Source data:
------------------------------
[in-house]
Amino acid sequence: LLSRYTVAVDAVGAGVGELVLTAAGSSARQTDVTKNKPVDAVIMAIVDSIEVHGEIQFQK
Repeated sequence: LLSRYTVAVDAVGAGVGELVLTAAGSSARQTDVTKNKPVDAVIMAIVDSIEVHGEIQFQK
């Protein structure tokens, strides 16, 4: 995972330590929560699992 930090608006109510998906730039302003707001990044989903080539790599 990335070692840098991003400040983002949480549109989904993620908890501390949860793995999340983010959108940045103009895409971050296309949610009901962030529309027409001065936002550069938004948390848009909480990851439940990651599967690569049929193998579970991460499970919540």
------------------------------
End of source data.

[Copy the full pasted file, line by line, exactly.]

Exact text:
[in-house]
Amino acid sequence: LLSRYTVAVDAVGAGVGELVLTAAGSSARQTDVTKNKPVDAVIMAIVDSIEVHGEIQFQK
Repeated sequence: LLSRYTVAVDAVGAGVGELVLTAAGSSARQTDVTKNKPVDAVIMAIVDSIEVHGEIQFQK
């Protein structure tokens, strides 16, 4: 995972330590929560699992 930090608006109510998906730039302003707001990044989903080539790599 990335070692840098991003400040983002949480549109989904993620908890501390949860793995999340983010959108940045103009895409971050296309949610009901962030529309027409001065936002550069938004948390848009909480990851439940990651599967690569049929193998579970991460499970919540």